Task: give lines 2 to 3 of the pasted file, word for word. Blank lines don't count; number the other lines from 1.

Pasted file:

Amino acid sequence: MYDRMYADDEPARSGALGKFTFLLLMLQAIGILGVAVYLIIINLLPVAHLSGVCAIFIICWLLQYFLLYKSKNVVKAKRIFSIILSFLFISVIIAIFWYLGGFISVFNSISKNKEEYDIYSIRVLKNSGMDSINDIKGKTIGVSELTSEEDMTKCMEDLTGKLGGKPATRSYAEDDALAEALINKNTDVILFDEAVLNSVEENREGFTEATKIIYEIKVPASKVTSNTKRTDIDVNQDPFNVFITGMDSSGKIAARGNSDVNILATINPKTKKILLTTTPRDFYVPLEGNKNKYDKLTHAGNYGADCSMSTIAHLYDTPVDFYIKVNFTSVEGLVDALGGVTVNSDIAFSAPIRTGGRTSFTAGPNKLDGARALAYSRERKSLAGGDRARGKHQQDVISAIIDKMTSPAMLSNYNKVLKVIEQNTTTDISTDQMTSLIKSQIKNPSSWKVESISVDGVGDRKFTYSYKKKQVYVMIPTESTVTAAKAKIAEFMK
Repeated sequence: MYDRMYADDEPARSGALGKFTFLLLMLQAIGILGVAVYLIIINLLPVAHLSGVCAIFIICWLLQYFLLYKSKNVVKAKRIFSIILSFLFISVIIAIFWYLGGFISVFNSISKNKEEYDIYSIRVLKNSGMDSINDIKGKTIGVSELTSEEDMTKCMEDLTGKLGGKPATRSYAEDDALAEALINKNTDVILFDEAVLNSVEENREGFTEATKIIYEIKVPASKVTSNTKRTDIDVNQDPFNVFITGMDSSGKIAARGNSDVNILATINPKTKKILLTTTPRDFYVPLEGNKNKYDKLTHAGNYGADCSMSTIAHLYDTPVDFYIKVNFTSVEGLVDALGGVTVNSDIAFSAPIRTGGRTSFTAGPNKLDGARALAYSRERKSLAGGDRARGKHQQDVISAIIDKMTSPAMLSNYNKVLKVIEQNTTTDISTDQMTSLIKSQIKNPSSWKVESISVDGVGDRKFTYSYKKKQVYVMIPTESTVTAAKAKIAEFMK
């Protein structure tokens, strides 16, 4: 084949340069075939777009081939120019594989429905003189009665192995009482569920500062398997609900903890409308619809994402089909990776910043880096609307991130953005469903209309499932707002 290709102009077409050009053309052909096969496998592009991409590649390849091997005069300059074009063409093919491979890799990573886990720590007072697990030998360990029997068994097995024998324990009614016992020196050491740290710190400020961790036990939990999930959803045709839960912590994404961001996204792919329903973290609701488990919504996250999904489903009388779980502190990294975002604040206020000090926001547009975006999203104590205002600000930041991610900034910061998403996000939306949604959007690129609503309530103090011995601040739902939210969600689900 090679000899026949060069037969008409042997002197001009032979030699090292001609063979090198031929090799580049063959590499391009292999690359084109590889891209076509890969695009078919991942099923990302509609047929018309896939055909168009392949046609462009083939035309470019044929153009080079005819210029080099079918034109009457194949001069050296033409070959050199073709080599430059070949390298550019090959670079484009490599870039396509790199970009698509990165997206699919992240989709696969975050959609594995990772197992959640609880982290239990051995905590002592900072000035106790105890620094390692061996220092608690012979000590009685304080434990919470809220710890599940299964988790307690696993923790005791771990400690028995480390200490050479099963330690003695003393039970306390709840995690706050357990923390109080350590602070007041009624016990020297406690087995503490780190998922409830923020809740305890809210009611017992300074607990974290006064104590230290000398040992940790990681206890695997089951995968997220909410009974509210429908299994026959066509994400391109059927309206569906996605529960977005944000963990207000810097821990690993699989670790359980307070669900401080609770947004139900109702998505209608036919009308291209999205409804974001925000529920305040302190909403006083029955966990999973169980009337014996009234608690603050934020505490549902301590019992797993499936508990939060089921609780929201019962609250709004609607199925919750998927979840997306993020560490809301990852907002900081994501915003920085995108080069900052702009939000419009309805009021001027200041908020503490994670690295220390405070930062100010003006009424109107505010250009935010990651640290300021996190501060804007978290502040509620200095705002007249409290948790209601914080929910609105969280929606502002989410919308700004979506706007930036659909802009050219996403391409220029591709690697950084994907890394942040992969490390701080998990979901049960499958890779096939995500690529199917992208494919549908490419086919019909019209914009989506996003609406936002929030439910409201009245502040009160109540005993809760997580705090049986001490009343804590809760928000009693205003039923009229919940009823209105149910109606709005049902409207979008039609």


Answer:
Repeated sequence: MYDRMYADDEPARSGALGKFTFLLLMLQAIGILGVAVYLIIINLLPVAHLSGVCAIFIICWLLQYFLLYKSKNVVKAKRIFSIILSFLFISVIIAIFWYLGGFISVFNSISKNKEEYDIYSIRVLKNSGMDSINDIKGKTIGVSELTSEEDMTKCMEDLTGKLGGKPATRSYAEDDALAEALINKNTDVILFDEAVLNSVEENREGFTEATKIIYEIKVPASKVTSNTKRTDIDVNQDPFNVFITGMDSSGKIAARGNSDVNILATINPKTKKILLTTTPRDFYVPLEGNKNKYDKLTHAGNYGADCSMSTIAHLYDTPVDFYIKVNFTSVEGLVDALGGVTVNSDIAFSAPIRTGGRTSFTAGPNKLDGARALAYSRERKSLAGGDRARGKHQQDVISAIIDKMTSPAMLSNYNKVLKVIEQNTTTDISTDQMTSLIKSQIKNPSSWKVESISVDGVGDRKFTYSYKKKQVYVMIPTESTVTAAKAKIAEFMK
């Protein structure tokens, strides 16, 4: 084949340069075939777009081939120019594989429905003189009665192995009482569920500062398997609900903890409308619809994402089909990776910043880096609307991130953005469903209309499932707002 290709102009077409050009053309052909096969496998592009991409590649390849091997005069300059074009063409093919491979890799990573886990720590007072697990030998360990029997068994097995024998324990009614016992020196050491740290710190400020961790036990939990999930959803045709839960912590994404961001996204792919329903973290609701488990919504996250999904489903009388779980502190990294975002604040206020000090926001547009975006999203104590205002600000930041991610900034910061998403996000939306949604959007690129609503309530103090011995601040739902939210969600689900 090679000899026949060069037969008409042997002197001009032979030699090292001609063979090198031929090799580049063959590499391009292999690359084109590889891209076509890969695009078919991942099923990302509609047929018309896939055909168009392949046609462009083939035309470019044929153009080079005819210029080099079918034109009457194949001069050296033409070959050199073709080599430059070949390298550019090959670079484009490599870039396509790199970009698509990165997206699919992240989709696969975050959609594995990772197992959640609880982290239990051995905590002592900072000035106790105890620094390692061996220092608690012979000590009685304080434990919470809220710890599940299964988790307690696993923790005791771990400690028995480390200490050479099963330690003695003393039970306390709840995690706050357990923390109080350590602070007041009624016990020297406690087995503490780190998922409830923020809740305890809210009611017992300074607990974290006064104590230290000398040992940790990681206890695997089951995968997220909410009974509210429908299994026959066509994400391109059927309206569906996605529960977005944000963990207000810097821990690993699989670790359980307070669900401080609770947004139900109702998505209608036919009308291209999205409804974001925000529920305040302190909403006083029955966990999973169980009337014996009234608690603050934020505490549902301590019992797993499936508990939060089921609780929201019962609250709004609607199925919750998927979840997306993020560490809301990852907002900081994501915003920085995108080069900052702009939000419009309805009021001027200041908020503490994670690295220390405070930062100010003006009424109107505010250009935010990651640290300021996190501060804007978290502040509620200095705002007249409290948790209601914080929910609105969280929606502002989410919308700004979506706007930036659909802009050219996403391409220029591709690697950084994907890394942040992969490390701080998990979901049960499958890779096939995500690529199917992208494919549908490419086919019909019209914009989506996003609406936002929030439910409201009245502040009160109540005993809760997580705090049986001490009343804590809760928000009693205003039923009229919940009823209105149910109606709005049902409207979008039609």